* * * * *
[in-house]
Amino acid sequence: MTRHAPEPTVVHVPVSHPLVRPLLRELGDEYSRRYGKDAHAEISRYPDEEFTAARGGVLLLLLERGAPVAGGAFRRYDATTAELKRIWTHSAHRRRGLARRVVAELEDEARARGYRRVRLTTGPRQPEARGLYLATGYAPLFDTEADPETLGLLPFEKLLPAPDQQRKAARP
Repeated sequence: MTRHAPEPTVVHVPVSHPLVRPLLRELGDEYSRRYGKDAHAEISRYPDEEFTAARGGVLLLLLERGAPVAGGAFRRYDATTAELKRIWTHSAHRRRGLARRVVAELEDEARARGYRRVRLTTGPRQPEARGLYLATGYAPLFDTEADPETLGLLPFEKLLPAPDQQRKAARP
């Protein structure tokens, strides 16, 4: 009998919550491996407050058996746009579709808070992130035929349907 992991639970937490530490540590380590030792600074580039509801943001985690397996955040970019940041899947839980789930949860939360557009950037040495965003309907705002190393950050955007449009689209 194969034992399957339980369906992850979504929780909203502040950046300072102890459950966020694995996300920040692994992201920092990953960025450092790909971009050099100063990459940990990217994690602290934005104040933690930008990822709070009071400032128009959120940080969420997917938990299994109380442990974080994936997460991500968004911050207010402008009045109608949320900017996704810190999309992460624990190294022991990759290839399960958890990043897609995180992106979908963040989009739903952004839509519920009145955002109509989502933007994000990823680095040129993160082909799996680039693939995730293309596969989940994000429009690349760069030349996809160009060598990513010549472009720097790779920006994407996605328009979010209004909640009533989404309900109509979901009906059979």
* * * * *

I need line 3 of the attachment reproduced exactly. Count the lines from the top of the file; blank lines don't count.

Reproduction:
Repeated sequence: MTRHAPEPTVVHVPVSHPLVRPLLRELGDEYSRRYGKDAHAEISRYPDEEFTAARGGVLLLLLERGAPVAGGAFRRYDATTAELKRIWTHSAHRRRGLARRVVAELEDEARARGYRRVRLTTGPRQPEARGLYLATGYAPLFDTEADPETLGLLPFEKLLPAPDQQRKAARP